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Zoster Immune Globulin and Varicella-Zoster Immune Globulin

Am J Dis Child. 1978;132(6):640. doi:10.1001/archpedi.1978.02120310104028.
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Sir.—Since January 1972, the Center for Disease Control (CDC), Atlanta, has provided the investigational drug zoster immune globulin (ZIG) to more than 1,000 immunodeficient children within 72 hours of exposure to varicella (chickenpox). Preliminary data suggest that ZIG, which is prepared from the plasma of healthy donors convalescing from herpes zoster infection (shingles) or varicella, is effective in preventing or modifying varicella infection in immunodeficient patients if it is administered shortly after exposure.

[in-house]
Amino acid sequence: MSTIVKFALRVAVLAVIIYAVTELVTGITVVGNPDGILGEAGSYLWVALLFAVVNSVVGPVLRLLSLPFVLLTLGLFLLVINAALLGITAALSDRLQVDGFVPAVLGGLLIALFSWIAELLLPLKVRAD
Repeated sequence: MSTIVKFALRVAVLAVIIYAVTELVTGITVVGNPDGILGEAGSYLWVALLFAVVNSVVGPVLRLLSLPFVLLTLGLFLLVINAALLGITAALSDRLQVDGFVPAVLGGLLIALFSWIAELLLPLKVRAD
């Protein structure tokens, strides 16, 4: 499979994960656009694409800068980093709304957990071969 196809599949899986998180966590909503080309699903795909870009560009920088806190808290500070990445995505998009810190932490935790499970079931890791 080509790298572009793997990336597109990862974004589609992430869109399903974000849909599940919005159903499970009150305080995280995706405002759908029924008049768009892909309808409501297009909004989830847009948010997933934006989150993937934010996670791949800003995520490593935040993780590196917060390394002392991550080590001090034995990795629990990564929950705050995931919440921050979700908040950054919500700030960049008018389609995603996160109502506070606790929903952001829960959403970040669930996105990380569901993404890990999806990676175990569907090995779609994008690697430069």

Unfortunately, the supply of ZIG has been intermittent because the number of plasma donors has been insufficient to meet the increasing number of requests. In an attempt to meet this increasing demand, CDC has contracted with the Sidney Farber Cancer Institute and State Laboratory Institute of the Massachusetts State Department of Public Health to provide and distribute a supply of varicella-zoster immune globulin (VZIG), prepared from pooled plasma containing high titers of varicella antibody.



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